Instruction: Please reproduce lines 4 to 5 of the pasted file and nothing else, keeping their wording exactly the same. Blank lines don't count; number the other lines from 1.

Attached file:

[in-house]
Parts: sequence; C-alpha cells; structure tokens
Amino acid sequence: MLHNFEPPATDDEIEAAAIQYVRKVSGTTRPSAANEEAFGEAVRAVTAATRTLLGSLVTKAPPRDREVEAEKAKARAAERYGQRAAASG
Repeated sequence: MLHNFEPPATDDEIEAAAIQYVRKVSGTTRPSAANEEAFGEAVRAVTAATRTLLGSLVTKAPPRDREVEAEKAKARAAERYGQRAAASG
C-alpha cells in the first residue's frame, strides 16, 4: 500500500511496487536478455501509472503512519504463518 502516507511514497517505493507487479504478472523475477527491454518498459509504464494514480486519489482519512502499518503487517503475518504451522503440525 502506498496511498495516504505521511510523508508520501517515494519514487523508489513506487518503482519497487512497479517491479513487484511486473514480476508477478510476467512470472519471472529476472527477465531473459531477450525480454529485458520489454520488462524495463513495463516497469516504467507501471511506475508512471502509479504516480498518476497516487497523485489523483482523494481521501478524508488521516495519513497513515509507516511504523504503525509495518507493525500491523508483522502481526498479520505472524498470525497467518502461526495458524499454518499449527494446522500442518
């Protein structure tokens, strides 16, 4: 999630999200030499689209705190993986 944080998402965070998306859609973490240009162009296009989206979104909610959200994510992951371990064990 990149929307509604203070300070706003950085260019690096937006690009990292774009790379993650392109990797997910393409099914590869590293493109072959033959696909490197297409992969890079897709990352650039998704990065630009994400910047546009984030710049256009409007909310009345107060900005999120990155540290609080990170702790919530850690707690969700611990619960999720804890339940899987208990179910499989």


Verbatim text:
Repeated sequence: MLHNFEPPATDDEIEAAAIQYVRKVSGTTRPSAANEEAFGEAVRAVTAATRTLLGSLVTKAPPRDREVEAEKAKARAAERYGQRAAASG
C-alpha cells in the first residue's frame, strides 16, 4: 500500500511496487536478455501509472503512519504463518 502516507511514497517505493507487479504478472523475477527491454518498459509504464494514480486519489482519512502499518503487517503475518504451522503440525 502506498496511498495516504505521511510523508508520501517515494519514487523508489513506487518503482519497487512497479517491479513487484511486473514480476508477478510476467512470472519471472529476472527477465531473459531477450525480454529485458520489454520488462524495463513495463516497469516504467507501471511506475508512471502509479504516480498518476497516487497523485489523483482523494481521501478524508488521516495519513497513515509507516511504523504503525509495518507493525500491523508483522502481526498479520505472524498470525497467518502461526495458524499454518499449527494446522500442518